In her 1960 novel All the King’s Horses, Michèle Bernstein wrote:

In a voice that was too loud and tried hard to sound worldly, the gallerist was talking about her shoes, so that an important visitor would understand she was already distancing herself from the failure she felt coming. But unlike your typical art opening, this one was no cocktail party: there was nothing to drink.

The novel’s translator, John Kelsey, a member of Bernadette Corporation and Reena Spaulings Fine Art, underscores the project’s feminist background: in her entertaining, unacademic text, Bernstein produced a counterweight to the publications of the Situationist International’s male theorists. The humor that shines through this brief excerpt and the reframing of established frameworks appear in the work of Bernadette Corporation as well. There, too, the narrative seems to be perpetually oscillating between the description of facts, the creation of myths, and personal histories.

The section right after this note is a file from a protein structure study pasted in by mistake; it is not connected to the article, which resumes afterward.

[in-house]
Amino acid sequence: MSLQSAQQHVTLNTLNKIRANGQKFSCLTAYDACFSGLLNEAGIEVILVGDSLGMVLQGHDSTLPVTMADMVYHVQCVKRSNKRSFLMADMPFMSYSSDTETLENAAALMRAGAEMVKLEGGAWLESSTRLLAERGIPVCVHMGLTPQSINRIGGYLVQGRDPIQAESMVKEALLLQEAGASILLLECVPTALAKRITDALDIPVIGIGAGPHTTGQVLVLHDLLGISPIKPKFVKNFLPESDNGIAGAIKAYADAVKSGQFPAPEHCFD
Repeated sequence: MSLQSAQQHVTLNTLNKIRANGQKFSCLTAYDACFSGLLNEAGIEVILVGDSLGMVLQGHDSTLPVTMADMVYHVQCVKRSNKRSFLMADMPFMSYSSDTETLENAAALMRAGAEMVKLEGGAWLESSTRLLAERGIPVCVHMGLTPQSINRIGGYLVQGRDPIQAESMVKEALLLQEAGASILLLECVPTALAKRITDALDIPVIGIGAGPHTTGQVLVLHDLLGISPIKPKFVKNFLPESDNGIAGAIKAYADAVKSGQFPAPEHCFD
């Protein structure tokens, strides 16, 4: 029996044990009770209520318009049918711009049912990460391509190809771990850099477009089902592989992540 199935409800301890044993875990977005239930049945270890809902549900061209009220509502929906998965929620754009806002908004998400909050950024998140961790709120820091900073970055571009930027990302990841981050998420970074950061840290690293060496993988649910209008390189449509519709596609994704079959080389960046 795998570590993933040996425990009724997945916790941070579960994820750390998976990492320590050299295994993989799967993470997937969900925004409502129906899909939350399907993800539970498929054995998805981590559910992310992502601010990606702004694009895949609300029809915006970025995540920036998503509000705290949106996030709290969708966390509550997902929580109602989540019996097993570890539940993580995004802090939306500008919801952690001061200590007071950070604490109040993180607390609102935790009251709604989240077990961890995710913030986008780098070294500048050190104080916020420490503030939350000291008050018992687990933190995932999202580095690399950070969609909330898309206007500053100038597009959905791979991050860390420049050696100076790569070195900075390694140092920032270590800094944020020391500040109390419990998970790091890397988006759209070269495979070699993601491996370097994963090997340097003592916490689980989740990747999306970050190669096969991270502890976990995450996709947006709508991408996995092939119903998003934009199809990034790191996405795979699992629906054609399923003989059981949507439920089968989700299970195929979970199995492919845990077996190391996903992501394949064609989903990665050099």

Bernadette Corporation is, as this thesis shows, an “image generator.” It begins by taking on reality – that is, by engaging with the status quo – and then deconstructs, recontextualizes, reflects, and analyzes. The emulation and subversion of the surface interact to bring forth a space of freedom that parasitizes the existent. One might speak here of a tactic of double affirmation – a well-calculated subterfuge.

Supervised by: Prof. Dr. Wolfgang Ullrich, Prof. Anja Dorn

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